In her memoir “The Sargent I Knew,” published in 1927, Hale provided an amusing anecdote related to her renowned relative’s 1921 watercolor showing the ship Catherine docked in Somes Sound. “Change of light Sargent could understand and condone, but change of tide affronted him,” she wrote. “When he was painting the Schooner Catherine and got the row-boats where he wanted them in the foreground, he was most resentful when the tide changed their position. He kept us hauling the ‘bestial boats’ into place, and was afraid that we could not get them back in place the second day, as of course we did.”

Skipping ahead about half a century, another famous painter visited Mount Desert Island—and ended up staying. Richard Estes first arrived in the early 1970s as a guest of his long-time New York City dealer, Alan Stone. When the former home of American impressionist painter Carroll Tyson (1878–1956) in Northeast Harbor came on the market in 1975, the artist bought it, wanting to continue his seasonal getaways. Today, he spends at least half the year in Maine.

In 1980, Estes was commissioned by the French Academy to paint a portrait of fellow Northeast Harbor resident Marguerite Yourcenar (1903–1987), one of the great writers of the 20th century. Yourcenar had been elected to the French Academy, the first woman so honored since its founding by Cardinal Richelieu in 1635.

By dint of her last will and testament, Yourcenar’s white clapboard house set on a shady back street in Northeast Harbor is preserved as she left it. “Petite Plaisance,” French for small pleasure, is a permanent memorial to her genius as a writer. In addition to her masterpiece, Memoirs of Hadrian (1951), Yourcenar wrote novels, essays, memoirs, poetry, and plays. She also translated an assortment of literature and other writings into French, from novels by Virginia Woolf and James Baldwin to spirituals by Leadbelly and Bessie Smith.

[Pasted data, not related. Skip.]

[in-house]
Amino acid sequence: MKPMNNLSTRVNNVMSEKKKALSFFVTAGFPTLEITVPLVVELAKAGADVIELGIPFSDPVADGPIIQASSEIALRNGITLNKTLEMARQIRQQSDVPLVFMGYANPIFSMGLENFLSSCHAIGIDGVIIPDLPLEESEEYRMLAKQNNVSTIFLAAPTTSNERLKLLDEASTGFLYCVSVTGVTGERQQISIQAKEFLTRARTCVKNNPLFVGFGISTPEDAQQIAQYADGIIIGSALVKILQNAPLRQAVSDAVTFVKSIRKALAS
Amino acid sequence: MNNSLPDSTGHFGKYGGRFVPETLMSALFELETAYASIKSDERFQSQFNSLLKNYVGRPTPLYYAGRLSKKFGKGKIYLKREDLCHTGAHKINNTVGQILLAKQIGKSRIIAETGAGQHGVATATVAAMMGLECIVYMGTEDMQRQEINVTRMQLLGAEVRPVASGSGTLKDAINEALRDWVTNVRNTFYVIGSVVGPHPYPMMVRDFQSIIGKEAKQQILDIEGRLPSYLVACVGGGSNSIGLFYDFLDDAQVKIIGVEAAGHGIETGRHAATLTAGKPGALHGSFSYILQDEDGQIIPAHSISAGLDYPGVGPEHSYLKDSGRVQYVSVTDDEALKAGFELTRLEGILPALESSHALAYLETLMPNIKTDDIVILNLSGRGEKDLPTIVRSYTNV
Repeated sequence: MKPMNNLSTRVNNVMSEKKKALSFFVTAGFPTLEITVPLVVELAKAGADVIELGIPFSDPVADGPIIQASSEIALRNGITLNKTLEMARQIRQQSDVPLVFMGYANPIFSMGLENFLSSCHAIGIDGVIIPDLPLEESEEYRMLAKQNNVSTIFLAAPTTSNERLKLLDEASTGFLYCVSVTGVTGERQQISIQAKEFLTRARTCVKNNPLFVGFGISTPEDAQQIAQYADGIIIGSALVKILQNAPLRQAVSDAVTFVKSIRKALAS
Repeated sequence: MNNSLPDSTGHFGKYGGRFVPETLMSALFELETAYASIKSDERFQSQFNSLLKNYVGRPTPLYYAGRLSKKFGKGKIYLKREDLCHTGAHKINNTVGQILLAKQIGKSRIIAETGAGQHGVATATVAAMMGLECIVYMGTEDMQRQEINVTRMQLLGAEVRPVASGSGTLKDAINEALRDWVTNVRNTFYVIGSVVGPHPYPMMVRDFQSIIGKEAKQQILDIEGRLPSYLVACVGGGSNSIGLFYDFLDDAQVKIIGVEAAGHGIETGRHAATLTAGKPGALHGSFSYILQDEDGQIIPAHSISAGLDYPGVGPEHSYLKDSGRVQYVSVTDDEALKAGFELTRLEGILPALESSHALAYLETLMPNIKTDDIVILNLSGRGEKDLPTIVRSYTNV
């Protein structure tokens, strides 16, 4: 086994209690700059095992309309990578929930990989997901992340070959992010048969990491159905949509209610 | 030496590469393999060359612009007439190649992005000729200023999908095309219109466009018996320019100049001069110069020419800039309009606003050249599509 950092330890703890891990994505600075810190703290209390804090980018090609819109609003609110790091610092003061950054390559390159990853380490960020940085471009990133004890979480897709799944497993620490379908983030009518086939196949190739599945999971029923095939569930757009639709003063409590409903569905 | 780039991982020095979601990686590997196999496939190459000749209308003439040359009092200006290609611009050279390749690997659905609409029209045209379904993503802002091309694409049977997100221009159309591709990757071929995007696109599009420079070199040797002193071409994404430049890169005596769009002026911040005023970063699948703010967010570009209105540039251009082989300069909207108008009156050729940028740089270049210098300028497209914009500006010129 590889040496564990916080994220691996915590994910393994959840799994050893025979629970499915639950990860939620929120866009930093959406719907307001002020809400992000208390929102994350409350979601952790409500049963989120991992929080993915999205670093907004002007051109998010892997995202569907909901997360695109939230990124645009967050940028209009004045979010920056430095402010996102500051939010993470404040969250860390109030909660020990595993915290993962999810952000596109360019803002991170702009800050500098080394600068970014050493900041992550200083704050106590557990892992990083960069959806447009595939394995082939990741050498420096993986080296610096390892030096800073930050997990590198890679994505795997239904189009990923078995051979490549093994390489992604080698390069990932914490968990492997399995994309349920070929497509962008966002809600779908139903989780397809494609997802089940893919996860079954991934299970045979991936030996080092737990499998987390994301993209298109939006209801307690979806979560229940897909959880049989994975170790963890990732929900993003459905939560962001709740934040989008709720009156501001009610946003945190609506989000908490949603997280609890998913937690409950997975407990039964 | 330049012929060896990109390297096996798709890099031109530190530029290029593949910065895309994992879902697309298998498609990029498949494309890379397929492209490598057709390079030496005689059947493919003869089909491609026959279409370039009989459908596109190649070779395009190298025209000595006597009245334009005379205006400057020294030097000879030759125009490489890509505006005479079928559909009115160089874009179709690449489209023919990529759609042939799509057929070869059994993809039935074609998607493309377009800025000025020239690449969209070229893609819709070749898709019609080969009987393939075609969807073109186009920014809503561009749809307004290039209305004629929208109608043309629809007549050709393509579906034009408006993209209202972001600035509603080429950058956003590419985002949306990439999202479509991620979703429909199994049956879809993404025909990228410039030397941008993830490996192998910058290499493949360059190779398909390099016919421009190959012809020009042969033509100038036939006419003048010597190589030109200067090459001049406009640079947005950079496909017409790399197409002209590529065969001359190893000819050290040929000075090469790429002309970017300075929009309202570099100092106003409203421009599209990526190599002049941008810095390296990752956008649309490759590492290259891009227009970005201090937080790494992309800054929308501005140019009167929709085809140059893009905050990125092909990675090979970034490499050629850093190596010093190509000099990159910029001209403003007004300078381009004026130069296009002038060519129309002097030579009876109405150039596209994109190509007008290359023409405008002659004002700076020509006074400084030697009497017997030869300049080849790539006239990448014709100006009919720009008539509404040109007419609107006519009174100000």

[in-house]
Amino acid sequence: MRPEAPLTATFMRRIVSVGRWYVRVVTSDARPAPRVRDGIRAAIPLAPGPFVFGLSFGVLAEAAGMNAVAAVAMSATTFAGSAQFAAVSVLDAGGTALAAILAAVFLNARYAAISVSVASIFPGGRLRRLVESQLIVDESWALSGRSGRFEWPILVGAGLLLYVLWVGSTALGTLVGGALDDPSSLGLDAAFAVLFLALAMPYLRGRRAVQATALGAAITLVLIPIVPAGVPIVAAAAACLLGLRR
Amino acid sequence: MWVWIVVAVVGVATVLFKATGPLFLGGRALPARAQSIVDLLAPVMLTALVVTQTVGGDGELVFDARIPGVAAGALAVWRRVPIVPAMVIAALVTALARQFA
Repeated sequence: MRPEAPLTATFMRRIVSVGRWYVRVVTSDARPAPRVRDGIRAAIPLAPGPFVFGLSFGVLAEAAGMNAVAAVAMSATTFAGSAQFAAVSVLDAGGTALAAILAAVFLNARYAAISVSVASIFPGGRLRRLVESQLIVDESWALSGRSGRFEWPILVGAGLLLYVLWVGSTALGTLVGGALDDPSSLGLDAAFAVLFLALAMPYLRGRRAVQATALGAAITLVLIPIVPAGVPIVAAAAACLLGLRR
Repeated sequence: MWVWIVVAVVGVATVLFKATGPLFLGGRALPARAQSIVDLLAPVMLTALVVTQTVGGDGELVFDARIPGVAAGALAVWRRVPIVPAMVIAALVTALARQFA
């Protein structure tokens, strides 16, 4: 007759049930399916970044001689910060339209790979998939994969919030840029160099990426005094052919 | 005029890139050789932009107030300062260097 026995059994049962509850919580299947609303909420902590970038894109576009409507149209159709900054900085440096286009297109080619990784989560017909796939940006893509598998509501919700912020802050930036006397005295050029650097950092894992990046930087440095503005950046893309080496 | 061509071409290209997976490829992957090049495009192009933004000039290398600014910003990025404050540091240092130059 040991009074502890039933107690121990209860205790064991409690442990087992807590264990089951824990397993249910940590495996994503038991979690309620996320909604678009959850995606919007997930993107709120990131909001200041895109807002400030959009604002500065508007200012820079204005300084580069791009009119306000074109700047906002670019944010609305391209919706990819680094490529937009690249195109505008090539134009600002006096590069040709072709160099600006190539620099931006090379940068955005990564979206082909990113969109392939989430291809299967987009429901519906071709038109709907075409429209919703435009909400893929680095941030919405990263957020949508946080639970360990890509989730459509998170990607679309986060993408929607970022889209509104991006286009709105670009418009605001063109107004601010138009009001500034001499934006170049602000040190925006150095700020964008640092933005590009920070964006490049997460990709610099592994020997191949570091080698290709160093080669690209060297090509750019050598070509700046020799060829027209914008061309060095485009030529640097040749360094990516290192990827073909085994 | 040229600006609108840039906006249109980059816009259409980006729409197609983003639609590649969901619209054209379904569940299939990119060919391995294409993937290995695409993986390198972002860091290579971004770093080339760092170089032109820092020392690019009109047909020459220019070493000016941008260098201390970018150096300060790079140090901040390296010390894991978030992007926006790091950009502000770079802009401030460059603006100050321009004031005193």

The author’s home is open from June 15 to August 31 by appointment only, but the book Petite Plaisance: Marguerite Yourcenar 1903–1987 by Yvon Bernier, a trustee of the author’s estate, offers a peek into the interior of an out-of-the-ordinary abode. Certain details and objects in each of the eight rooms in the house are highlighted, as is their relation to Yourcenar’s writings. There are, for example, prints by Piranesi, the 18th-century Italian artist who was the subject of one of her finest essays, and unusual lampshades bearing inscriptions and motifs in Latin and Greek that reflect her lifelong passion for the ancients.

And then there are the items that carry what one might term “private significance.” Among these objects is a Swiss music box that Yourcenar played for her companion and translator, Grace Frick, as she lay dying, with the thought, the author once said, that “this light sound that she loved might perhaps still reach her.” Yourcenar and Frick are buried at Brookside Cemetery in Somesville, where the pair spent their first summers on Mount Desert Island.

Island residents still tell stories about Yourcenar. Kathy Sprague, who once worked at the post office in Somesville, will recount the time that Madame, as she was commonly known, sent a horse she had once ridden and grown fond of a bag of oats for Christmas.

In a 1980 interview, Yourcenar was asked what it was like to live on Mount Desert Island. “You feel that you’re standing on the border between the human world and the rest of the universe,” she replied. I would add that you also feel that any street or road or byway you might traverse on the island holds a strand of history, each a part of a rich interweaving of the lives of remarkable individuals and the homes, bookstores, museums, and castles they constructed.